How could they grow faint, how could they despair, how could they lie down and die, with this hope before them? Had not the Lord Jehovah Himself chosen them out from all the peoples of the earth, and reserved them for a signal destiny? Not Memphis or Thebes, not Nineveh or Babylon or Susa or Persepolis, not Athens or Alexandria or Rome, but Jerusalem, was the true spiritual capital of the world, the centre of the hopes and interests of mankind. Here should be the rallying-point of the nations of the earth. Hither should flow in the tribute from all quarters of the heavens, the richest treasures of every land and every clime.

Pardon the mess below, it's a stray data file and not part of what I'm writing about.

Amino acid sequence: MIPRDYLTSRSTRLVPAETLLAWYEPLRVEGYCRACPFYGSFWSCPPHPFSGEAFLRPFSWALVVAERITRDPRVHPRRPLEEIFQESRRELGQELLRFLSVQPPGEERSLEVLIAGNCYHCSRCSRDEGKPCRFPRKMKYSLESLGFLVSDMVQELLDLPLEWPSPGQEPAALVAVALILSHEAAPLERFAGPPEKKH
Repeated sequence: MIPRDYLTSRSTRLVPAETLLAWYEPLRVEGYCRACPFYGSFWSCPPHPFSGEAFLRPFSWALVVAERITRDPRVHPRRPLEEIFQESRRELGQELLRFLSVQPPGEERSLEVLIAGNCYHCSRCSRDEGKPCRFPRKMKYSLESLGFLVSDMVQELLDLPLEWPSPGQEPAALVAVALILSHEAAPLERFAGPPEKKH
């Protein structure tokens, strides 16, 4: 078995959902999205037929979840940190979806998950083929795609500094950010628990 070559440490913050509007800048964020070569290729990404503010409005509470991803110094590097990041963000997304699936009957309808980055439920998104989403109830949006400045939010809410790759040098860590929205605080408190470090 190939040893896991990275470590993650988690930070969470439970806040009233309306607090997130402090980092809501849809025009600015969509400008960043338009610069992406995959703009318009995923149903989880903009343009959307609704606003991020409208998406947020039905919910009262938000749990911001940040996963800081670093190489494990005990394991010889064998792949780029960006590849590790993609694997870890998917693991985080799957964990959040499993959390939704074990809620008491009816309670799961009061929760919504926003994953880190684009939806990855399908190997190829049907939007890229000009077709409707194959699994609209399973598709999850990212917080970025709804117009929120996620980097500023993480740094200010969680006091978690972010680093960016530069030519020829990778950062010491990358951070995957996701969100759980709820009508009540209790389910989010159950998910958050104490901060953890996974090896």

I need not stop to consider how this inspiring vision was fulfilled—fulfilled far beyond their most splendid hopes, but fulfilled in a way unforeseen or but vaguely discerned even by the prophets themselves. I need not remind you how nations whom they knew not—peoples like the Greeks and Romans, then only dimly descried on the horizon of history; peoples like the Gauls and Britons and Teutons and Sclaves, of whose very names they were ignorant— did rally round this ensign of the Lord, did gather at the call of the Divine voice, did contribute their choicest gifts and endowments to the building and adorning of the spiritual Sion. No study is more instructive than this; but it is beside my purpose now. I desire only to ask your attention to this dominant idea, as a quickening, sustaining, energizing force in the life of the Jewish people. No nation since the beginning of time has survived so many and such terrible disasters. Crushed, enslaved, trampled under foot, battered between contending foes, bandied to and fro by rival empires, carried away into captivity, they have started up again and again into vigorous life. Not once only was the prophet's vision of the dry bones realised in the resurrection of this people. Not once only was the apostle's paradox of language translated into fact in their strange, eventful history, 'As dying, and behold we live'—live to hand down the priceless treasure to generations unborn, live in the hopes and fears of the human family, live in the thoughts which shall mould the hearts of men to the end of time.